Tuesday, March 08, 2011

Los Angeles Lakers 101 Atlanta Hawks 87


Poss Off Eff eFG% FT Rate OR% TO%
LAL 83
37.1 12
ATL 83 1.048 44

The Atlanta Hawks can compete with any team in the league as long as their jump shots go in. When they don't, they can't because they aren't, as a team, especially good at anything. Against lesser teams, the Hawks can take advantage of being not bad in a number of areas and punish the inferior team for its mistakes. Against better teams, the Hawks aren't offered nearly as many mistakes to punish (only two teams in the league force turnovers less often) and frequently fall victim to the variance inherent in shooting a lot of jump shots.

It's a game like this that gives the lie to scapegoating effort after losses. The Hawks (outside of a not-so-surprising 5 cumulative defensive rebounds from Josh Smith, Joe Johnson, and Marvin Williams in more than 98 cumulative minutes) were not lacking for effort. They grabbed 16 offensive rebounds. They scored 20 fast break points. They held Los Angeles to five fast break points. Zaza Pachulia scored eight points, grabbed 10 rebounds, and was one of six Hawks, despite the team scoring just 87 points and making just 33 field goals, to earn at least a pair of assists. Damien Wilkins got himself open enough to score 10 points on six shots. The Hawks lost, the Hawks were clearly inferior, to the Lakers not because of a relative lack of effort (unless one wishes to categorize the long-standing, organization-wide lack of accountability as a kind of effort) but because of a relative lack of talent: on the court, on the sideline, and in the front office.

Larry Drew was given a difficult, if not impossible task, before the season. If he is to succeed, he'll either have to implement a heretofore hidden solution to get this group of players easy points at the bucket and the free throw line or exhibit the courage to leverage the second guaranteed year of his contract into forcing those above him to provide more and more varied talent for him to coach.


Keith Box said...

I agree. I would add that Larry Drew has not yet shown me that he has the vision to utilize better talent on the bench. His penchant for playing Josh Powell and leaving Zaza on the bench is mind boggling. Larry also has an obvious preference for shooters than he does defenders. Look at Jeff Teague. He's not a good shooter and wasn't one at the college level. However, Jeff was always a guy that attacked the basket and created things with his penetrating ability, and he's proven in short bursts that he has the capability of being a good defender. What does Larry do though? Instead of using him to his strengths, Larry tries to make him into a spot up jump shooter. So now, when Teague doesn't play aggressively and his shots aren't falling, he gets yanked out the game. At the same time, we put up with defensive lapses and poor shooting efforst from the likes of Jamal Crawford, but there is no recourse for his mistakes.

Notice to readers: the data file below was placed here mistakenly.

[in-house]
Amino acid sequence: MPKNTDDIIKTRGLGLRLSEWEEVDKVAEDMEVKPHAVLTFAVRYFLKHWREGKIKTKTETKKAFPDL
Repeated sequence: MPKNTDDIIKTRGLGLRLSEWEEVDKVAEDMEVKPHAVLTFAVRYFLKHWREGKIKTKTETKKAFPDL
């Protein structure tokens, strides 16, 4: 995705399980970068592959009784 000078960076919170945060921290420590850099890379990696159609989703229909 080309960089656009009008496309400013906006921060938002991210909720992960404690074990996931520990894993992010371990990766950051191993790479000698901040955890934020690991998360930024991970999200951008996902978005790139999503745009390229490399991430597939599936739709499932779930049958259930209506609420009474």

Adam Malka said...

How close are we to a post about "Al Horford, jump shooter"? Zaza Pachulia may be the only Hawks player left who is interested in establishing an inside presence.

(I just threw up a little)

jrauch said...

Al is fourth in the league in the field goal percentage, shooting at nearly a 57 percent clip, so I don't think Al taking jump shots is the problem.

Its the entire team's reliance on jump shots, particularly when several guys (Joe Johnson, Jamal, Josh Smith) would rather take a long two from a foot inside the three point line, than a proper three pointer.

Why, given the team's love of the jump shot, Drew hasn't focused them on just jacking up more threes than the woefully inefficient long-twos is beyond me.

You'd think, at minimum, something like that would be something the players would buy into.

Adam Malka said...

I love Horford--undoubtedly my favorite player on the team--and I have no problem with the overall body of work. But it's clear that he, like others, is representative of the team's offensive philosophy. Perhaps there was no way a team like the Hawks, designed as they are, could have beaten a team as long and big and talented as the Lakers. But they almost look as if they don't know how to go inside; occasionally Horford and Smith will make a play and do it themselves (less and less frequently in the latter's case), but lately they have just looked hapless as a unit when trying to do so. And when they fail, they just start the dribble dribble shoot game, which is basically a concession.

All to say: I wonder how much of the jump shooting is a product of Drew's offense, and of his inability to design sets that get his bigs inside.

Bronnt said...

Also might be time for "Joe Johnson...jumpshooter?" because I'm not even sure if that's true any more. He's becoming a terribly inefficient scorer.

Anonymous said...

Well, I am thoroughly unsurprised to not see the Hawks on this list -- http://www.nbastuffer.com/component/option,com_glossary/Itemid,90/catid,44/func,view/term,NBA%20Teams%20That%20Have%20Analytics%20Department/

Keith Box said...

Maybe Horford realizes that the only way he is going to get shots is to shoot jumpers, because they sure as hell don't try to establish him in the post.

Anonymous said...

I see that link didn't work. Here is the tiny version -- http://tinyurl.com/4pp9fr3

Or if you don't trust me :) -- http://preview.tinyurl.com/4pp9fr3